Saturday, June 9, 2012

Stop it with the N.C., already

Our city has the Panthers, the Bobcats, Bank of America and even the dang Democratic National Convention. And still news readers around the USA have to be reminded that we are Charlotte, N.C.?

Baltimore has fewer people, but you won’t see Baltimore, Md. atop news stories about prize crab-cakes or baseball Orioles.

This dateline bias does not sit well with many Charlotteans, including those of us at the Dish. But now one proud Charlotte transplant is trying to do something about it.

And Jill Santuccio -- owner of PRISM Communications, a Charlotte PR firm -- thinks the upcoming convention could help our cause for a standalone dateline.

To host the DNC, Charlotte beat out St. Louis, Cleveland and Minneapolis. So isn’t it just a little bit INFURIATING that we are the only one in that quartet still saddled to its state ID?

Of the 46 cities that have hosted the Democratic National Convention over the years, former journalist Santuccio discovered, only three needed a state for news readers to locate them -- Atlantic City, N.J. (1964), Kansas City, Mo. (1900), and our neighbor Charleston, S.C. (1860).

The rest of them -- including New York, Chicago, San Francisco, Denver, Atlanta and, yes, Baltimore -- didn’t need no stinkin’ state abbreviation behind their name.

So, Santuccio has written the Associated Press editorial board to make the case for a change in the revered AP Stylebook that dictates which cities get standalone datelines and which don’t.

When Santuccio, now 44, went to journalism school, the professor would give a closed-book quiz on such things. "I’ve always been an AP Stylebook geek," she told us. "I still know the five states that you don’t abbreviate."

Not only does AP follow its stylebook; so do many newspapers. So this is a Big Deal, readers.

Santuccio hasn’t heard back yet from AP, whose reasons for sticking Charlotte with N.C. are so-outta-date. But she’s bringing in reinforcements: We’re talking ex-Observer columnist Tommy Tomlinson.

"Many people used to confuse Charlotte with Charleston, S.C., or Charleston, W.Va., or Charlottesville, Va., but no more," Tommy wrote, "The people who still confuse us with them are people who probably don’t care about the nuances of the AP Stylebook. Or, for that matter, reading."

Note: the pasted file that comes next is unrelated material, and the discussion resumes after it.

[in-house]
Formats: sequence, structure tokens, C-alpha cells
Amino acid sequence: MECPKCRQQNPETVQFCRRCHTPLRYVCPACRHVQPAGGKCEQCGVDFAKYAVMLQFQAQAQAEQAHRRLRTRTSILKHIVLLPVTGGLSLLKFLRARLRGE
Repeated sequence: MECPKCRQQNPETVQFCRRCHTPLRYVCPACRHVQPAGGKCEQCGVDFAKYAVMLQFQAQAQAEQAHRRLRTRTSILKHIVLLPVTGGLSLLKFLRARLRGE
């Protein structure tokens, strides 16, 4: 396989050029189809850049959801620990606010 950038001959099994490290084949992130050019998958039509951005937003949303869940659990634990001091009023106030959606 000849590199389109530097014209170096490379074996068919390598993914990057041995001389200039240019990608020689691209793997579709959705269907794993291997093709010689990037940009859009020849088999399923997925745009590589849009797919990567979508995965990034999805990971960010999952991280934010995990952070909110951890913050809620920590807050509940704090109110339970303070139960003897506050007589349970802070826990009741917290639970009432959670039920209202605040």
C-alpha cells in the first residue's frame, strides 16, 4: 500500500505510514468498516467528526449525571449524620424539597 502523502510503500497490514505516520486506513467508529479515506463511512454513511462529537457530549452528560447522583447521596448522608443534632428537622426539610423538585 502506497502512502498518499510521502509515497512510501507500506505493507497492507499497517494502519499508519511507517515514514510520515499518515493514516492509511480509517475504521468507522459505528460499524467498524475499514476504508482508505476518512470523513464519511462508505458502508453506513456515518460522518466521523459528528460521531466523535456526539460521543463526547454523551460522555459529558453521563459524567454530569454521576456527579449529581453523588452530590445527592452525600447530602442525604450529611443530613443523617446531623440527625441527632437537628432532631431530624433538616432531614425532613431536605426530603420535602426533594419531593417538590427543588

Santuccio is a Rochester, um, N.Y., native. But she’s been in the Queen City, N.C., for 22 years, and she wants her adopted city to finally get its due, dateline-wise.

"Charlotte has worked really hard to be on the national and international stage," she says. "And getting a standalone dateline would be another sign that we have arrived."

Tim Funk


Anonymous said...

I agree! Charlotte can stand on its own. One of the best cities in the Southeast!

Anonymous said...

There are more important things...but, i agree, this nc after charlotte is pretty stupid. Btw, the folks at usatoday never use the nc after charlotte.

Anonymous said...

Since we've grown out of our pants....we should simply be known as Big Charlotte

Anonymous said...

Agreed. Charlotte needs to remove the NC. We are the capital of the Carolinas. The University also needs to ditch the NC. University of Charlotte would be more appropriate.

Anonymous said...

This city and its people are the most insecure. Why do you care? If a hick in Nebraska doesn't know the difference between Charlotte and Charleston, SC.

So the media refers to other cities by their name only. Charlotte has nothing original to offer the world. It has to be like other cities.

Garth Vader said...

Maybe the media will drop the "NC" after this town's newspaper drops its obsessions with Atlanta and with local reality television contestants.

Anonymous said...

Vader, you are correct sir.

Charlotte is obsessed with larger cities and the status that goes along with them.

But Asheville and Charleston trump banktown.

Anonymous said...

HA. Too funny. Don't we have anything else to worry about?

Anonymous said...

"HA. Too funny. Don't we have anything else to worry about?"

Not in a shallow self-absorbed world class city! Welcome to hell!

Anonymous said...


You are trailer park trash that found a bag of money on the side of the highway and ever since you have been trying to buy your way into class.